As iconic of Arkansas as the Buffalo National River, the rivers, sloughs, and bottomlands of the Cache-Lower White Rivers Important Bird Area (IBA) are a destination for birders, hunters, and anglers from across the country. The region is a treasure to be protected and promoted.
This global IBA is also a Wetland of International Importance under the Ramsar Convention. Its 241,000 acres includes two national wildlife refuges (Dale Bumpers White River and Cache River) and three wildlife management areas (Rex Hancock Black Swamp, Sheffield Nelson Dagmar, and Trusten Holder). At least half the area floods annually in late winter and spring. Historically most of the land was covered by bottomland hardwood forest, and it still contains the largest continuous expanse of this habitat remaining in the Lower Mississippi River Valley. Depending on flood regime, trees include bald cypress, tupelo, various oaks, sugarberry, honey locust, pecan, and water hickory. Many of the cleared areas are currently being reforested. Rivers, oxbows, sloughs, swamps, and beaver ponds are found throughout.
Though the “Big Woods” became famous for sightings of the Ivory-billed Woodpecker, the site was already designated as an IBA because it supports a variety of birds of conservation concern. This is the most likely area to support the return of the Swallow-tailed Kite to Arkansas; since 2002, a pair has nested nearly annually in Dale Bumpers White River NWR, the first attempts in over 100 years. This is the most important wintering area for Mallards in North America. Bald Eagles, Mississippi Kites, and Red-tailed, Red-shouldered, and Broad-winged Hawks migrate through and nest in the woods. It is a stronghold for wintering Wood Ducks and Rusty Blackbirds. Hundreds of post-breeding Wood Storks visit every year. A variety of migratory songbirds breed here in good numbers, including: Wood Thrush, Prothonotary Warbler, Hooded Warbler, and Swainson's Warbler.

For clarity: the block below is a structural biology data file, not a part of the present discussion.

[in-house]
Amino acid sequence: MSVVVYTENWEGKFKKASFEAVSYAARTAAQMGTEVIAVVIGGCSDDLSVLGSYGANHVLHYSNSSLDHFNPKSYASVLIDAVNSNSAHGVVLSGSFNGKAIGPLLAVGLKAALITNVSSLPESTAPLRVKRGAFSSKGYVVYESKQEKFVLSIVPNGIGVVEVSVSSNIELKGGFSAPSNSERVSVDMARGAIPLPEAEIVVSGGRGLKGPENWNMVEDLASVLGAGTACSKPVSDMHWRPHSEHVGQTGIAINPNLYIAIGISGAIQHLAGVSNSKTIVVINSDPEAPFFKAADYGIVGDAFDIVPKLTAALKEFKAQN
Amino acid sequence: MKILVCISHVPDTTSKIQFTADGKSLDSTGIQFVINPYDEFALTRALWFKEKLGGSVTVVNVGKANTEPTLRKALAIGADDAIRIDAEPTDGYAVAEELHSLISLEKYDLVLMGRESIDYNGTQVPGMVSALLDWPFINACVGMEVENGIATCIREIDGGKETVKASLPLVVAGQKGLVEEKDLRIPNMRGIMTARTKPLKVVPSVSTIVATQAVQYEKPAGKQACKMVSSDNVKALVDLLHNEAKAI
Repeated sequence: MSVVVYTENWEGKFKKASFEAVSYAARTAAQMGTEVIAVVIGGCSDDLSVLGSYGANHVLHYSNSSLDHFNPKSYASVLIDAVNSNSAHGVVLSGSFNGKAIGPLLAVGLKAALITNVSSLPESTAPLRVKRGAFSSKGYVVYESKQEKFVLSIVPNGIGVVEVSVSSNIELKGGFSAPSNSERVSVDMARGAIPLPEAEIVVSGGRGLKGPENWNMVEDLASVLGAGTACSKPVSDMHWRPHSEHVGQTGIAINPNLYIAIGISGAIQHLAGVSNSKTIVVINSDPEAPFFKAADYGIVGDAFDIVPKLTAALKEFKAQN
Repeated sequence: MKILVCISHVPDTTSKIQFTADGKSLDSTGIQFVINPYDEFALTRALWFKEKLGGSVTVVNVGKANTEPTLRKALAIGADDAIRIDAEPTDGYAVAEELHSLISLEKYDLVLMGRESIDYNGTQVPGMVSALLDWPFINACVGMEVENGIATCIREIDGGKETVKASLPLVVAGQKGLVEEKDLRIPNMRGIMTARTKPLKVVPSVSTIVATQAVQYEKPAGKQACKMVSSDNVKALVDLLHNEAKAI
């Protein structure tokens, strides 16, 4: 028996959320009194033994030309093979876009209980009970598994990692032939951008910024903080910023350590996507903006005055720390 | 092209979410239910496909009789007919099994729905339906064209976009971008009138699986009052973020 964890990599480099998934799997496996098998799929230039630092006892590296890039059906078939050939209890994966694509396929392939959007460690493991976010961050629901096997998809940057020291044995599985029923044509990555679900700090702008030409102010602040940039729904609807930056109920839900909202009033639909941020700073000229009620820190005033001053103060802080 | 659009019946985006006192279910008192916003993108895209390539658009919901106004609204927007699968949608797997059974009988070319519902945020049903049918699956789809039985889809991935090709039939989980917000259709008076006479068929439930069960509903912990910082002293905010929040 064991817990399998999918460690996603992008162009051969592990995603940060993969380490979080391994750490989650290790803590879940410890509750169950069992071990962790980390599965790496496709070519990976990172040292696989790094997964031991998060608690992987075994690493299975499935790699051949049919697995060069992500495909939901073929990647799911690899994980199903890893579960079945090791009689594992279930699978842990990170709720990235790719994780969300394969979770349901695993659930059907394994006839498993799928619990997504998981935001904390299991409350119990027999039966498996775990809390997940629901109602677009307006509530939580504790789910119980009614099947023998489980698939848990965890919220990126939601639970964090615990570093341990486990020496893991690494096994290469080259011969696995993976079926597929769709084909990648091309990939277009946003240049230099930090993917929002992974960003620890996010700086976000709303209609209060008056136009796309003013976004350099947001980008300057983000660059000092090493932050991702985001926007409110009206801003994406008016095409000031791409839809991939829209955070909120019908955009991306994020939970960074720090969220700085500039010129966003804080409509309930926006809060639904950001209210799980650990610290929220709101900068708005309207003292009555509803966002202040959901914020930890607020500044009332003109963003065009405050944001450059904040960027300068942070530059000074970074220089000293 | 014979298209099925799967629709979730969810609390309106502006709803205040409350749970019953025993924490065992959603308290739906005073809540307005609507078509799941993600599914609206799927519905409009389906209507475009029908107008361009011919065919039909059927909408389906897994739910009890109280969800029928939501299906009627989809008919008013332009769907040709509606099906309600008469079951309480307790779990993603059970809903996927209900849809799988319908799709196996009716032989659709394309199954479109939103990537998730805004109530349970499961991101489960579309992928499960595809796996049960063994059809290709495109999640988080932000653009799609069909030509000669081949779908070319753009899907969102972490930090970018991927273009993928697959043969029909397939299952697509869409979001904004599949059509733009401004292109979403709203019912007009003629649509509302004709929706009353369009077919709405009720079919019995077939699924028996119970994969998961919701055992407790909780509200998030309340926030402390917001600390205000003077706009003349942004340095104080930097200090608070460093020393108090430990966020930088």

Despite the large area of bottomland hardwood forest, research by Arkansas State University (with support from the AAS Trust) on Swallow-tailed Kites, Mississippi Kites, Swainson’s Warblers, and other passerines shows that nest predation and cowbird parasitism are still high and hamper nest success. The quantity and quality of habitat continues to increase, however, through a variety of conservation efforts. The US Fish & Wildlife Service (USFWS), Arkansas Game & Fish Commission, Arkansas Natural Heritage Commission, The Nature Conservancy (TNC), Ducks Unlimited, and the Natural Resources Conservation Service are planting trees, managing forests, and restoring wetlands and prairies on public and private lands. Cache River NWR recently expanded its acquisition boundary by over 101,000 acres, and currently has an active land acquisition program in progress. The US Army Corps of Engineers, in partnership with TNC, the City of Clarendon, USFWS, and others (including AAS and Audubon Arkansas) are undertaking an historic effort to restore seven miles of the Cache River that were channelized in the 1970s. Phase I of the project, redirecting the river back into 4.6 miles of meanders, is nearly done. Benefits of restoration include: improved habitat for fish, mussels, and birds; better growing conditions for bottomland forests and wetlands; and revitalization of the land for hunters, anglers, and birders. The partners are currently seeking funding for Phase II, which will complete restoration for the entire altered channel.
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